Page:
Britain and the International Monetary Fund (IMF) have a pretty chequered past. Yesterday’s bleak forecasts marked another chapter in the pair’s hate-hate relationship.
Yes, the usual barbs that come from ministers of the incumbent government of the day after the lender of last resort’s forecast don’t help. We saw all that yesterday.
But, older people will remember Britain going cap in hand to the IMF after the country effectively ran out of money in the 1970s.
Yesterday’s dire forecast that the UK will be the only G7 country to suffer an economic contraction this year served to sharpen tensions between the Washington-based organisation and Britain.
The IMF yesterday said Britain’s economy will shrink 0.6 per cent this year, making it the only G7 nation to veer into reverse.
In fact, even Russia, hobbled by economic sanctions in response to its invasion of Ukraine, is on course to beat the UK economy.
Government ministers were up in arms. Tory MP Richard Holden told Times Radio the Washington-based organisation has been wrong before. “I think Britain can beat those predictions,” he said.
In fact, Holden is technically right. The IMF has changed its projections for the UK in each of its last four world economic outlook reports – all downgrades, mind.
But there is a chance the UK could outperform the IMF’s projections.
Fresh numbers out from the lobby group the Institute of Directors (IoD) last night indicated business leaders’ optimism in the UK economy has rebounded sharply.
The organisation said confidence among its membership, which includes directors at top companies, jumped to 30 points over the last month, although its index is still deep into negative territory at minus 28 points.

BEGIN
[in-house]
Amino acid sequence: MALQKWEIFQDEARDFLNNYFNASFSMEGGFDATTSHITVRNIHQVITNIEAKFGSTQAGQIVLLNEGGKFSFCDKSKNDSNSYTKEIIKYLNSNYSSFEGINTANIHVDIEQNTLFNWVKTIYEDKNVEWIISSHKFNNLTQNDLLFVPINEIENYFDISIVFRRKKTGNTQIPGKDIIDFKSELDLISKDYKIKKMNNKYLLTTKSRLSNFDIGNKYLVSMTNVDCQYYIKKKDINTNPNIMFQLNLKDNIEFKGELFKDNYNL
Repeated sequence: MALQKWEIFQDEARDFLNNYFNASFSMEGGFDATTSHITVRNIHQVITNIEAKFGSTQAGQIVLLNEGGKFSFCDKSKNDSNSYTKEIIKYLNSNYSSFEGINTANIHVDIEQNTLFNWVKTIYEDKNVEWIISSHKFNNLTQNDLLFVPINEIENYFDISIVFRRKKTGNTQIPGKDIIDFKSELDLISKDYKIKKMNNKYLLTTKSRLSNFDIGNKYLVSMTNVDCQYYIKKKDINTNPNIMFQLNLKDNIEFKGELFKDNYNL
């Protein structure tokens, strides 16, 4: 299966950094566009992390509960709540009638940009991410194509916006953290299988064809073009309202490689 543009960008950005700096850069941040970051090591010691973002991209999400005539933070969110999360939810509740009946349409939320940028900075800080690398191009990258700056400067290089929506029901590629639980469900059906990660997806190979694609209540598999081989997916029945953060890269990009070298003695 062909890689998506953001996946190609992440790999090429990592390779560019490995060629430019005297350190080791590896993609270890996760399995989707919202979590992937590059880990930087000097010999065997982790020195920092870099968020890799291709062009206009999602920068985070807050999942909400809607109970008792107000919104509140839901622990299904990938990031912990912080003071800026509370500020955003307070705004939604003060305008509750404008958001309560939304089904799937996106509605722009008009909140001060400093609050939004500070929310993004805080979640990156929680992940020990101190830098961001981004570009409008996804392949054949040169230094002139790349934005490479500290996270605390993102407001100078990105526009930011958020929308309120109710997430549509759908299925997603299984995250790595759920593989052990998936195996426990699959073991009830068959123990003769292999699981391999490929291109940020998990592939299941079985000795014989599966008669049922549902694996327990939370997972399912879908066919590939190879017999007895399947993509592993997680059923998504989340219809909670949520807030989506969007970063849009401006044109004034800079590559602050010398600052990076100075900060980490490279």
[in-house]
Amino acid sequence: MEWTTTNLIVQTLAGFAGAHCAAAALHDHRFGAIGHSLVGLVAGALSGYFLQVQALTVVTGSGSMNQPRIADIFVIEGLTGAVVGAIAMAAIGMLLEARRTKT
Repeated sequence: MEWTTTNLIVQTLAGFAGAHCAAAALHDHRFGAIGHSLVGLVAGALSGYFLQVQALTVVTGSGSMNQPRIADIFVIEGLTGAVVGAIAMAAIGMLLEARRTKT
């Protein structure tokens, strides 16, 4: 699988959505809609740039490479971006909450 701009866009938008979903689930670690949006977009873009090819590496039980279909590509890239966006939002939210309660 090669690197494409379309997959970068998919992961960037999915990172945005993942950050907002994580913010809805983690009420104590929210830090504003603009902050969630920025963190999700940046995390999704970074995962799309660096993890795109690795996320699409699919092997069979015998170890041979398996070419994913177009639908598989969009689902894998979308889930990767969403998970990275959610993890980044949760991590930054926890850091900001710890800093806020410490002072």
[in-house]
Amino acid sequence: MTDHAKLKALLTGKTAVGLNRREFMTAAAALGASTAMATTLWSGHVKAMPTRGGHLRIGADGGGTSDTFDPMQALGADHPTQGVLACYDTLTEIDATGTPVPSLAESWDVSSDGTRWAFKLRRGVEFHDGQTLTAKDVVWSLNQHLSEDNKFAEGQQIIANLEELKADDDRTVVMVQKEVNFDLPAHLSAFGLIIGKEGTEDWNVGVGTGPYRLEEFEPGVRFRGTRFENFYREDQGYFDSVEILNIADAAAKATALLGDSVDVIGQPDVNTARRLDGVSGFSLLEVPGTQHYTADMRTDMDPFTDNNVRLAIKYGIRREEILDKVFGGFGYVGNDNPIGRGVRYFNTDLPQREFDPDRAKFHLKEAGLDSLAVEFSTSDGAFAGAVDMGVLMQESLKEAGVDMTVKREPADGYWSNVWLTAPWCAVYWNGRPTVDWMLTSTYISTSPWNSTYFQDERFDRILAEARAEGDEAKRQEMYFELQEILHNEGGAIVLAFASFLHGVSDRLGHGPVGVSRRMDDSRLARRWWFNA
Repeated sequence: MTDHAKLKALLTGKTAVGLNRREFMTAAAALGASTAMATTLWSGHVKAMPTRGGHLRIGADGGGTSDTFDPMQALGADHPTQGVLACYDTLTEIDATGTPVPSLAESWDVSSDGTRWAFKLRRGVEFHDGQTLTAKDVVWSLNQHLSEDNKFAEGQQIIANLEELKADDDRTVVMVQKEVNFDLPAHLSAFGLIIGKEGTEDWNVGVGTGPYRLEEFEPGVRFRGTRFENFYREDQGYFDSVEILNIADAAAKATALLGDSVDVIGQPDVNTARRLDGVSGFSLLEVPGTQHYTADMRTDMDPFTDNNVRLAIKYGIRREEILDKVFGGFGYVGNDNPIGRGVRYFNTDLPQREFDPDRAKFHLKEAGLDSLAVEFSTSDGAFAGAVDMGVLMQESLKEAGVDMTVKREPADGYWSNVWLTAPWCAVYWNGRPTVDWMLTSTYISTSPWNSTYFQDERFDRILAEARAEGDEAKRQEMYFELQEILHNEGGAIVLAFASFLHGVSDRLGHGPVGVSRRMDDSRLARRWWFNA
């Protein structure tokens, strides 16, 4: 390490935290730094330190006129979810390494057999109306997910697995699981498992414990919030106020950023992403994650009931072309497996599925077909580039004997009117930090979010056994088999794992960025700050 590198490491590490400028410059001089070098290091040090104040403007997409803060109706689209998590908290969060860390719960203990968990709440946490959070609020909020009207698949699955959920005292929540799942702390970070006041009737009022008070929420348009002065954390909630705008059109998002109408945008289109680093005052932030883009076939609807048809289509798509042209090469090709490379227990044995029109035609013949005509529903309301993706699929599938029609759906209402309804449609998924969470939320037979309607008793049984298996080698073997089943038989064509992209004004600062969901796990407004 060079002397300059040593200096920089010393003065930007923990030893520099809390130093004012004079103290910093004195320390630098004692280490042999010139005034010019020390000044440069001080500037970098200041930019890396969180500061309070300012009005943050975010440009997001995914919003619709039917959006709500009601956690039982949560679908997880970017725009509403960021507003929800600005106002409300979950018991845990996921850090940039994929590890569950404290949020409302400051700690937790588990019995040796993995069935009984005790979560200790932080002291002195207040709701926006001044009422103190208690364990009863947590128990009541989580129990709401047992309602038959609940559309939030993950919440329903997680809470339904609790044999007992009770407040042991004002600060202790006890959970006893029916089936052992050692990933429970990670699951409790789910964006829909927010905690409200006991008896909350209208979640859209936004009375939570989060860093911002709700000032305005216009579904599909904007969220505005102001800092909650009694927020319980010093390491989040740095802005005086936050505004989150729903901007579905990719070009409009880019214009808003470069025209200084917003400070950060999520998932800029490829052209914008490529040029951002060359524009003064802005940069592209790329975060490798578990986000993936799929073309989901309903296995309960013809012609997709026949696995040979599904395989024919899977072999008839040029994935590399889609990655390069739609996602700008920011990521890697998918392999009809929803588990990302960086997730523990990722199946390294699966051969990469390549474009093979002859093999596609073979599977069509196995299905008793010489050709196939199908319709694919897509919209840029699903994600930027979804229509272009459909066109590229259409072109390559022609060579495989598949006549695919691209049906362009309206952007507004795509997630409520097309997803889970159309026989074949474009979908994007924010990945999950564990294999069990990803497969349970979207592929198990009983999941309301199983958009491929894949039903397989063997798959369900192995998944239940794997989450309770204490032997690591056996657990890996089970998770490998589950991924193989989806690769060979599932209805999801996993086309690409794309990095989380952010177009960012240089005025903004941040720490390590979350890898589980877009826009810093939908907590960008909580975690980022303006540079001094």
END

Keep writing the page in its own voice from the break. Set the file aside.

The current stability in Downing Street, after three prime ministers and four chancellors in 2022, has boosted directors’ economic outlook.
IMF has revised its forecasts in each of its last four World Economic Outlook reports
“This welcome improvement in how business leaders view the UK economy is largely due to a period of relative political calm up to the end of January,” Kitty Ussher, chief economist at the IoD, said.
Inflation seemingly passing its peak of 11.1 per cent in October supported optimism, the IoD said.
A faster than expected drop in price pressures has raised hopes of a softer hit to spending power this year, softening the hit to GDP.
Tomorrow, the Bank of England is expected to upgrade its economic forecasts markedly from projecting the longest recession in a century that will wipe off nearly three per cent of GDP back in November to a relatively short and shallow recession.
Governor Andrew Bailey recently said the economy and inflation have “turned a corner”. He is still expected to lead his fellow monetary policy committee members in backing a 50 basis point interest rate increase, taking them to four per cent and marking a tenth successive hike.
The IMF attributed the UK’s outlying economic malaise to higher borrowing costs and tax hikes.
But the latest data from the Office for National Statistics (ONS) shows the economy may have narrowly avoided a recession at the tail end of last despite most economists warning it had started reversing in winter.
November GDP grew 0.1 per cent, a big upside surprise compared to 0.2 per cent contraction anticipated by markets.
Output will have to shrink at least 0.4 per cent in December for Britain to meet the technical recession definition of two consecutive quarters of contraction.
It is also worth bearing in mind the IMF regularly revises its economic forecasts. This time last year, they said the UK would grow 2.3 per cent in 2023.
Of course there’s a chance Britain will avoid an economic contraction this year, but it’s going to take a lot of luck though.